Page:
1Laboratoire d’Optique Atmosphérique, CNRS UMR 8518, USTL, Villeneuve d’Ascq, France
2Laboratoire des Sciences du Climat et de l’Environnement, CEA/CNRS, Gif sur Yvette, France
3Laboratoire d’Océanographie Dynamique et de Climatologie, CNRS/UPMC/IRD, Paris, France
4Laboratoire de Glaciologie et Géophysique de l’Environnement, CNRS, Saint-Martin-d’Hères, France
5Max Planck Institute for Chemistry, Air Chemistry Department, Mainz, Germany
6Service d’Aéronomie, CNRS/UPMC/UVSQ, Paris, France
7Centre for Environmental Science and Engineering, Indian Institute of Technology, Bombay, India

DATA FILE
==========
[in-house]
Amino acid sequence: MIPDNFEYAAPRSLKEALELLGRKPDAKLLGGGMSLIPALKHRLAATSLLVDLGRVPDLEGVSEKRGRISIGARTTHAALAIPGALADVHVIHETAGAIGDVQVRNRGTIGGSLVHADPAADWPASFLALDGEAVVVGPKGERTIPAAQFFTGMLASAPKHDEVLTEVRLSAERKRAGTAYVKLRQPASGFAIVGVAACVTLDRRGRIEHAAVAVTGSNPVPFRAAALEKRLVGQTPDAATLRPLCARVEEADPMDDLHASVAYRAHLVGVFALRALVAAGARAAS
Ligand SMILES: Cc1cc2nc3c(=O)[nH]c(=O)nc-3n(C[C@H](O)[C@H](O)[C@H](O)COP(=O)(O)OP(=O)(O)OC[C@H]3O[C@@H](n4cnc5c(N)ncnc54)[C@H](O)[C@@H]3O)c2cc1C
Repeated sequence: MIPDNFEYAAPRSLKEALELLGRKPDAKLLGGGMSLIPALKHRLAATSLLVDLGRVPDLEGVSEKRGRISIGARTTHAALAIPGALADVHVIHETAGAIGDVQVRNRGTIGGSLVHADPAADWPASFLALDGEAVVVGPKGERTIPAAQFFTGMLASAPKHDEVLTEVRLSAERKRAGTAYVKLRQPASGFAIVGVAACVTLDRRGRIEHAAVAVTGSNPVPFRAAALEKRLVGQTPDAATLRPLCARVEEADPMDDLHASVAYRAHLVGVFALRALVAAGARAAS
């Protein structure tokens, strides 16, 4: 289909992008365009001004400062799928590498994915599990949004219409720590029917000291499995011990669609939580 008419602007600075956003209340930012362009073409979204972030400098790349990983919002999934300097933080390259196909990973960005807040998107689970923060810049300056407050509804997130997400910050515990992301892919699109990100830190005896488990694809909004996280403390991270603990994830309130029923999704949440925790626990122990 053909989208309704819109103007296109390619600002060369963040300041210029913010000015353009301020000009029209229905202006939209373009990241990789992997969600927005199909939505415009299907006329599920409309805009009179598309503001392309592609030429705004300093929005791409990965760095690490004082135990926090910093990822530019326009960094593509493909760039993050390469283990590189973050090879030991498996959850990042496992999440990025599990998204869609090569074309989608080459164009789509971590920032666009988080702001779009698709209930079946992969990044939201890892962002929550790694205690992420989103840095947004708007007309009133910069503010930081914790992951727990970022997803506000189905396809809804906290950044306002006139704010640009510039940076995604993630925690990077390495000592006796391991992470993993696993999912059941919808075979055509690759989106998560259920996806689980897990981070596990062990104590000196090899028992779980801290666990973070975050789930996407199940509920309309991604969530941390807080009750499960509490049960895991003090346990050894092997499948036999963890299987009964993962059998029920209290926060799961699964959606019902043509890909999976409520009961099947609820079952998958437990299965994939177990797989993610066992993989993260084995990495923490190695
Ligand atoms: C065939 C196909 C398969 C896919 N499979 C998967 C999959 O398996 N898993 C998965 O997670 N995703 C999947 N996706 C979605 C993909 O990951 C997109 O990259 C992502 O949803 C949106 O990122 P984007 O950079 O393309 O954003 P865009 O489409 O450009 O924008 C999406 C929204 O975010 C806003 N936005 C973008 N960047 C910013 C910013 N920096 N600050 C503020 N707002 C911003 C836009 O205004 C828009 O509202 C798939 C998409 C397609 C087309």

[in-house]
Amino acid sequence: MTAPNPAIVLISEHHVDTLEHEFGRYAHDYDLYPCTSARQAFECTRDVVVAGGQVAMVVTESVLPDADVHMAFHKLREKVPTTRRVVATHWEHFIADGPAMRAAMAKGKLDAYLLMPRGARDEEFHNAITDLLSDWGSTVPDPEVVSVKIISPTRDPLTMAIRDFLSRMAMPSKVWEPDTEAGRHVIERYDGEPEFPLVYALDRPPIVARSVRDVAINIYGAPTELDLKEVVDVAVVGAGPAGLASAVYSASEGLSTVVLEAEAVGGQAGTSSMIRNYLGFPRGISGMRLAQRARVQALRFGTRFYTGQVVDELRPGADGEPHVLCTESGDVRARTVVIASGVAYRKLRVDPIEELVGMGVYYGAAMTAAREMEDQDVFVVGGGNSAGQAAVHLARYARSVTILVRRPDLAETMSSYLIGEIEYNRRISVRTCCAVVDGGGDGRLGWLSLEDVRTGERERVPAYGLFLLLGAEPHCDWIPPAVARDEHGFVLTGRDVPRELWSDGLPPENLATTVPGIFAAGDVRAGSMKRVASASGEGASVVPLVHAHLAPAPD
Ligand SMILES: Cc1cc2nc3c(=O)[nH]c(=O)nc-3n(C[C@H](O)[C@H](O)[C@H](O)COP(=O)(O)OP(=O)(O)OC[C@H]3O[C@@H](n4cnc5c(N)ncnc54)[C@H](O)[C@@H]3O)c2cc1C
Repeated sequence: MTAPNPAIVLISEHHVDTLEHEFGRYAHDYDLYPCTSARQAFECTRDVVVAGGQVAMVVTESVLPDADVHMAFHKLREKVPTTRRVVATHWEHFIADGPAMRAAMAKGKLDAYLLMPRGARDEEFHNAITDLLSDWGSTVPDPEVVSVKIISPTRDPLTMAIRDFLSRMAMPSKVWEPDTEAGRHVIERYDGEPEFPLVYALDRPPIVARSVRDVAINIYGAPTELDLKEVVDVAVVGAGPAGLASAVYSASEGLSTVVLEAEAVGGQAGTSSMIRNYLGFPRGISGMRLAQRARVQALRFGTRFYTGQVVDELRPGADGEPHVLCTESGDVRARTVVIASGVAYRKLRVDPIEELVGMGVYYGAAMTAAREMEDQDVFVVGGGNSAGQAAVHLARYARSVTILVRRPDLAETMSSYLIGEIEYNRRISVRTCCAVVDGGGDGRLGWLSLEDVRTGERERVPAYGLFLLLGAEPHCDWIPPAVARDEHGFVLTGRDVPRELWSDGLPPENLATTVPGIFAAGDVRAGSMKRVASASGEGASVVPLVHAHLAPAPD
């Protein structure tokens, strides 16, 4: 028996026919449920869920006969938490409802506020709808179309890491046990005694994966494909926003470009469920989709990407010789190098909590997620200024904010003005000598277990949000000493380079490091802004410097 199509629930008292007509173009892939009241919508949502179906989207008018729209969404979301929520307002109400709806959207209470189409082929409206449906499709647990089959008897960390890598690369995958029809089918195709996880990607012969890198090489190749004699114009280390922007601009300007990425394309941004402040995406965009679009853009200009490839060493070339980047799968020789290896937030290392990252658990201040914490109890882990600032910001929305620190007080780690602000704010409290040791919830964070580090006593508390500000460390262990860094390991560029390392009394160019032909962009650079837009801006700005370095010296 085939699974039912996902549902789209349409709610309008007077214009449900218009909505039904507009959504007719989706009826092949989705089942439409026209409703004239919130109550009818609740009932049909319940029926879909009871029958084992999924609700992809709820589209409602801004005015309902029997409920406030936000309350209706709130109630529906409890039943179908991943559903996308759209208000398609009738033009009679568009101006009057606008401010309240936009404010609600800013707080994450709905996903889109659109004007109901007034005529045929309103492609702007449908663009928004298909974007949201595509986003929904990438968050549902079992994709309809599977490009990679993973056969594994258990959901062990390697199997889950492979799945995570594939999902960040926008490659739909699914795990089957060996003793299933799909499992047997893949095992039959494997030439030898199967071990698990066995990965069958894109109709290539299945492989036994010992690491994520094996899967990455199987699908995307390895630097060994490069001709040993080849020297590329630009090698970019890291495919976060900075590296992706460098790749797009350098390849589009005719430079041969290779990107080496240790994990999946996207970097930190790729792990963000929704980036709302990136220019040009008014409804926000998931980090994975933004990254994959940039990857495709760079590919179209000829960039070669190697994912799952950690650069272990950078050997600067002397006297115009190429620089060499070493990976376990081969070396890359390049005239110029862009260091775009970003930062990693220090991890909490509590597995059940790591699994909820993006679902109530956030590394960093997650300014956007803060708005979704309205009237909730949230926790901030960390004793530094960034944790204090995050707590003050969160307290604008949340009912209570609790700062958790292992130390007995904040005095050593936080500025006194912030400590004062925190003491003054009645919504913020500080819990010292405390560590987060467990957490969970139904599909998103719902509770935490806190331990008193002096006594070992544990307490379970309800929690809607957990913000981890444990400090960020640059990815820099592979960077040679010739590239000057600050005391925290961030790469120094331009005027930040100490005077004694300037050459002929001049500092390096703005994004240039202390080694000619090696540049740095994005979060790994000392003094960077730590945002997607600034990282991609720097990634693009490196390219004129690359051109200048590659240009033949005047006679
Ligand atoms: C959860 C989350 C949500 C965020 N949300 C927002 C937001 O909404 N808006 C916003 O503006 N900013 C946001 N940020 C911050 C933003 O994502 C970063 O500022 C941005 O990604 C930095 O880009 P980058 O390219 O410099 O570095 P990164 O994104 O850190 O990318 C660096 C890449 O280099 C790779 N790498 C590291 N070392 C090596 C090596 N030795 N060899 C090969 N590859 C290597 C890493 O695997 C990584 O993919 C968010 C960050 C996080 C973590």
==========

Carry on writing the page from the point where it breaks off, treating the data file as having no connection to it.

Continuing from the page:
Abstract. The global sulphur cycle has been simulated using a general circulation model with a focus on the source and oxidation of atmospheric dimethylsulphide (DMS). The sensitivity of atmospheric DMS to the oceanic DMS climatology, the parameterisation of the sea-air transfer and to the oxidant fields have been studied. The importance of additional oxidation pathways (by O3 in the gas- and aqueous-phases and by BrO in the gas phase) not incorporated in global models has also been evaluated. While three different climatologies of the oceanic DMS concentration produce rather similar global DMS fluxes to the atmosphere at 24-27 Tg S yr -1, there are large differences in the spatial and seasonal distribution. The relative contributions of OH and NO3 radicals to DMS oxidation depends critically on which oxidant fields are prescribed in the model. Oxidation by O3 appears to be significant at high latitudes in both hemispheres. Oxidation by BrO could be significant even for BrO concentrations at sub-pptv levels in the marine boundary layer. The impact of such refinements on the DMS chemistry onto the indirect radiative forcing by anthropogenic sulphate aerosols is also discussed.